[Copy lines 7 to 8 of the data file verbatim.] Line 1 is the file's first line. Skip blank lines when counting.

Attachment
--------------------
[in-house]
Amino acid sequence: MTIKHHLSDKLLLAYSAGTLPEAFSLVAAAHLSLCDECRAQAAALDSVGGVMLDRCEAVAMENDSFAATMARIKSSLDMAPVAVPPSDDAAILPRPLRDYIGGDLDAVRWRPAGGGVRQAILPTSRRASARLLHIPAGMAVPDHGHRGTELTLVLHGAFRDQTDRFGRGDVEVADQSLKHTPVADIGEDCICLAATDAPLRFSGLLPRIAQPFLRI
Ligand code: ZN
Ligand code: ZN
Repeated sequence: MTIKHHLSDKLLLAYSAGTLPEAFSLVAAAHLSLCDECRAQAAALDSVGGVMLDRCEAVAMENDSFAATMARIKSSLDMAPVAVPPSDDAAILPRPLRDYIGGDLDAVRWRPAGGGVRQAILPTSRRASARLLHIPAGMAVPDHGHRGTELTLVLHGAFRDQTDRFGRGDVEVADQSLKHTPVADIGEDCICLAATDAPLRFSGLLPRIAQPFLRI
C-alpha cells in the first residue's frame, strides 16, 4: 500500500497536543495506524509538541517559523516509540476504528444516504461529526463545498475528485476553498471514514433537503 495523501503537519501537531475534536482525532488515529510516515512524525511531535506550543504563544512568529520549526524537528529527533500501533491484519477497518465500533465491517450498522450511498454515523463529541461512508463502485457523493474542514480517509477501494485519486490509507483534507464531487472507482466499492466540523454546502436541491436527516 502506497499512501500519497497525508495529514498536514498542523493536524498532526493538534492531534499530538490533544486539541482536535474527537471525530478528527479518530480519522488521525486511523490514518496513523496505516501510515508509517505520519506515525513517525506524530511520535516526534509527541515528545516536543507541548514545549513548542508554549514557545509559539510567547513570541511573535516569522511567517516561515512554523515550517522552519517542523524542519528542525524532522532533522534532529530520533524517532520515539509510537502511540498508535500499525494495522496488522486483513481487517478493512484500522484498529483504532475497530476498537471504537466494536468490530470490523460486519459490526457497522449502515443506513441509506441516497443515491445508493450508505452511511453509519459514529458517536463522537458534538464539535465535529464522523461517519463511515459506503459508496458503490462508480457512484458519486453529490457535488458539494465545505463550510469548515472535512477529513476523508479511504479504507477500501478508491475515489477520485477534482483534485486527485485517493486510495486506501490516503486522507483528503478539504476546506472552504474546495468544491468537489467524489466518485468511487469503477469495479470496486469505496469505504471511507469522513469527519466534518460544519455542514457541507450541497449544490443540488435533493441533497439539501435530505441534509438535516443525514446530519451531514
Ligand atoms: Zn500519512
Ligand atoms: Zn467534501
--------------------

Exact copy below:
Ligand atoms: Zn500519512
Ligand atoms: Zn467534501